At first, I pretended it wasn’t happening.
Then I told myself it would go away after I’d turned the laptop on and off a few times.
Then I tried to pretend that it would fix itself if I just kept typing.
Then I was plunged into gloom, imagining the effort and expense it was going to take to replace the key, or the whole keyboard – or, I feared, the laptop itself. Surely not. But I couldn’t continue without a workable “t.”
At last, I remembered one of my most useful Secrets of Adulthood (see left column): “It’s okay to ask for help.”
I emailed a friend who knows a huge amount about computers to ask — why was my “t” sticking? Was there anything I could do to fix it? Was I going to have to replace the key or keyboard?
He answered: “Turn off the laptop, then rub the keyboard with washcloth dampened with warm water and a little soap. Let it dry. See if that helps.”
Could it really be so simple? YES.
That was all it took to fix the “t.”
Zoikes, that made me happy. Samuel Johnson observed, “To live in perpetual want of little things is a state, not indeed of torture, but of constant vexation.” Wanting that “t” was pure vexation, and bliss to get it back.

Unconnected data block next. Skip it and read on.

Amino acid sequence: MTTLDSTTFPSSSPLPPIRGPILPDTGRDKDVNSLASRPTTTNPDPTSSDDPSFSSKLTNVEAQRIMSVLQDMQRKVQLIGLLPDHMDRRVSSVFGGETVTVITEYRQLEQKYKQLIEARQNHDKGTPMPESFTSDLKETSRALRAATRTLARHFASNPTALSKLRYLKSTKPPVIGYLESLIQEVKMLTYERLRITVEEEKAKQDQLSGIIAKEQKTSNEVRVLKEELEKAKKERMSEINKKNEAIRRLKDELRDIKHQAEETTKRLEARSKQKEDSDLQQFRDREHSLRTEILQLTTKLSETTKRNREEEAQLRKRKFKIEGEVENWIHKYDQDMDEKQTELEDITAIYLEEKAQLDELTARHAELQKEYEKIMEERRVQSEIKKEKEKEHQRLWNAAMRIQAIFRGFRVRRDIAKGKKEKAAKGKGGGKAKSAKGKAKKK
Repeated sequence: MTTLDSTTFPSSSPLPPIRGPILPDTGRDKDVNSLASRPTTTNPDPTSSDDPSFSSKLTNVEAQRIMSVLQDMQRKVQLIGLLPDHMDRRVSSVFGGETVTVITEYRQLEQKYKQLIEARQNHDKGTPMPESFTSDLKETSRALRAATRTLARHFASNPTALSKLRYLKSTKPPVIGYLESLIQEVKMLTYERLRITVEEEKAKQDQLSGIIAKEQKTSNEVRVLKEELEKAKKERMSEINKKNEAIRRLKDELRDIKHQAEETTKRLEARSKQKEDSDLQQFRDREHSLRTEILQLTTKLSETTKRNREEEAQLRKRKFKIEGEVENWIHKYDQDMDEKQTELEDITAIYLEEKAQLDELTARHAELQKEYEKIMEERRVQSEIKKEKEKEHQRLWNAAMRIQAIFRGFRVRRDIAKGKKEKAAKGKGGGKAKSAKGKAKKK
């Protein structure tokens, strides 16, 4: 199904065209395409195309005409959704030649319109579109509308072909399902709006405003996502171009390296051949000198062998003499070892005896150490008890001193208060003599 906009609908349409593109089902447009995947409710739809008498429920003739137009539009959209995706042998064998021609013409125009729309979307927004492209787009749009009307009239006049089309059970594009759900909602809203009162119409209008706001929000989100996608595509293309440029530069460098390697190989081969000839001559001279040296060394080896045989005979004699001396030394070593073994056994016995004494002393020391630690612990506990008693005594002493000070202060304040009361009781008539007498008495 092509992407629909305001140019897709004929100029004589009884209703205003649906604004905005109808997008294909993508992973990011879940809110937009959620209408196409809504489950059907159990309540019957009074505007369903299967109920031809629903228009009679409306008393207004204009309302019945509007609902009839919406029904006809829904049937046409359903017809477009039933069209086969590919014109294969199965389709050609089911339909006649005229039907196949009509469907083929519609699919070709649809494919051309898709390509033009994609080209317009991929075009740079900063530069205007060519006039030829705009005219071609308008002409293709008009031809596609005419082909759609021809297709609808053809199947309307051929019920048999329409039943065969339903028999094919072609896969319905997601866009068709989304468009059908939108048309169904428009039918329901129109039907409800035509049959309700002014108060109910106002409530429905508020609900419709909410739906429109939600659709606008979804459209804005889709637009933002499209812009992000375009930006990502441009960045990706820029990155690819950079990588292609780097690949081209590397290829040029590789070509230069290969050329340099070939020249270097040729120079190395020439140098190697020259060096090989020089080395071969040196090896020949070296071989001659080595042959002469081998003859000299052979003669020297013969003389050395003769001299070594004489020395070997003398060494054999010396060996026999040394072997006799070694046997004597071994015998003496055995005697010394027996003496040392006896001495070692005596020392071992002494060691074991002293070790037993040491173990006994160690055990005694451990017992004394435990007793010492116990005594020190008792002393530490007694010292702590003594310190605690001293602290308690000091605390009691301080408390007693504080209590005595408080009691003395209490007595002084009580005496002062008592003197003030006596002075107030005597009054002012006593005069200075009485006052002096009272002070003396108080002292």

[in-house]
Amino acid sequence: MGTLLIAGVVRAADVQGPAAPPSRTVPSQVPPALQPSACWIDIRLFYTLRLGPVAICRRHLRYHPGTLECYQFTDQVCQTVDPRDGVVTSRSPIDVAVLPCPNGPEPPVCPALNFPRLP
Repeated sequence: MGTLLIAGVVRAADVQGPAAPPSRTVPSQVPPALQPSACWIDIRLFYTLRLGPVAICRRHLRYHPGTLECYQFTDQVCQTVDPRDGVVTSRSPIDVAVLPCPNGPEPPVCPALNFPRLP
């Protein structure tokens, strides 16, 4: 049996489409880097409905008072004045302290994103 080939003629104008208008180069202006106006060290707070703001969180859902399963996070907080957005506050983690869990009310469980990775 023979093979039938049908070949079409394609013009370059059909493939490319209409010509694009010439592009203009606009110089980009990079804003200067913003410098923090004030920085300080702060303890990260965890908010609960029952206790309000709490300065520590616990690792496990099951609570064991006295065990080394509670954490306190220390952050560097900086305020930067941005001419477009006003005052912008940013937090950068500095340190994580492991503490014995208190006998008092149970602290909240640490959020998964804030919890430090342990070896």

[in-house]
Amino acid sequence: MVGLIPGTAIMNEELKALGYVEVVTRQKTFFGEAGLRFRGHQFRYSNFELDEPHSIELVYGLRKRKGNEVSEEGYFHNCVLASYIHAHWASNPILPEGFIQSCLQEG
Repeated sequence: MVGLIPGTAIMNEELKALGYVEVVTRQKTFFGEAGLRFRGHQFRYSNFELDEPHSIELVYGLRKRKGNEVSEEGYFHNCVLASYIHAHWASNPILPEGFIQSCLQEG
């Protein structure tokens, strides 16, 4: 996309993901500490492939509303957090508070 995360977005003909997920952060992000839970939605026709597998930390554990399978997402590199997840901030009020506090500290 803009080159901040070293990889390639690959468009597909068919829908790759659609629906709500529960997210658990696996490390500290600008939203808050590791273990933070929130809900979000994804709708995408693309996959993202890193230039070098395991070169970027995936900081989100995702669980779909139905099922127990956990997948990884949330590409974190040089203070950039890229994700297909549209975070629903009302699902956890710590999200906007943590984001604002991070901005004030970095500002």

Now I have a new appreciation for my beloved, sturdy, reliable laptop. I won’t take it for granted – at least for a few days. And I fixed it MYSELF — after I asked for help.
A blog I discovered through LifeRemix is LifeClever, though I’m surprised I hadn’t found it before. It’s just the kind of mix of tips and information about work and life that I love — with a strong theme on design, which is a subject that I always want to learn more about.
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